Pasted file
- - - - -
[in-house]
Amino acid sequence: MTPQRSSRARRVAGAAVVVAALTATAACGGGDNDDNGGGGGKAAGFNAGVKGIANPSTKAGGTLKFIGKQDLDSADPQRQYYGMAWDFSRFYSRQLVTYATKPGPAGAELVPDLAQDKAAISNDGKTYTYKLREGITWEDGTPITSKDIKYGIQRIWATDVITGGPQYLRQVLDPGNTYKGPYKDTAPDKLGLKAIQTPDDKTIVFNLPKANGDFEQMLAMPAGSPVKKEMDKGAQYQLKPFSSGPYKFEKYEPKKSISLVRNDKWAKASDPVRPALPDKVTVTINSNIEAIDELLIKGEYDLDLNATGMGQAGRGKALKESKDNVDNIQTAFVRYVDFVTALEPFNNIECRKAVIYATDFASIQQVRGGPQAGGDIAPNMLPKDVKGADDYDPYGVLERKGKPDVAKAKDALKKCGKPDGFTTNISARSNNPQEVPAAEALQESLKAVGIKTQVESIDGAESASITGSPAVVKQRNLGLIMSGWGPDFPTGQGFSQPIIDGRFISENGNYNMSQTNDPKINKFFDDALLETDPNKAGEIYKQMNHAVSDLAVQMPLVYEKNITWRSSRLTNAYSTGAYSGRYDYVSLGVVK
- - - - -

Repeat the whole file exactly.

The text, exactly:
[in-house]
Amino acid sequence: MTPQRSSRARRVAGAAVVVAALTATAACGGGDNDDNGGGGGKAAGFNAGVKGIANPSTKAGGTLKFIGKQDLDSADPQRQYYGMAWDFSRFYSRQLVTYATKPGPAGAELVPDLAQDKAAISNDGKTYTYKLREGITWEDGTPITSKDIKYGIQRIWATDVITGGPQYLRQVLDPGNTYKGPYKDTAPDKLGLKAIQTPDDKTIVFNLPKANGDFEQMLAMPAGSPVKKEMDKGAQYQLKPFSSGPYKFEKYEPKKSISLVRNDKWAKASDPVRPALPDKVTVTINSNIEAIDELLIKGEYDLDLNATGMGQAGRGKALKESKDNVDNIQTAFVRYVDFVTALEPFNNIECRKAVIYATDFASIQQVRGGPQAGGDIAPNMLPKDVKGADDYDPYGVLERKGKPDVAKAKDALKKCGKPDGFTTNISARSNNPQEVPAAEALQESLKAVGIKTQVESIDGAESASITGSPAVVKQRNLGLIMSGWGPDFPTGQGFSQPIIDGRFISENGNYNMSQTNDPKINKFFDDALLETDPNKAGEIYKQMNHAVSDLAVQMPLVYEKNITWRSSRLTNAYSTGAYSGRYDYVSLGVVK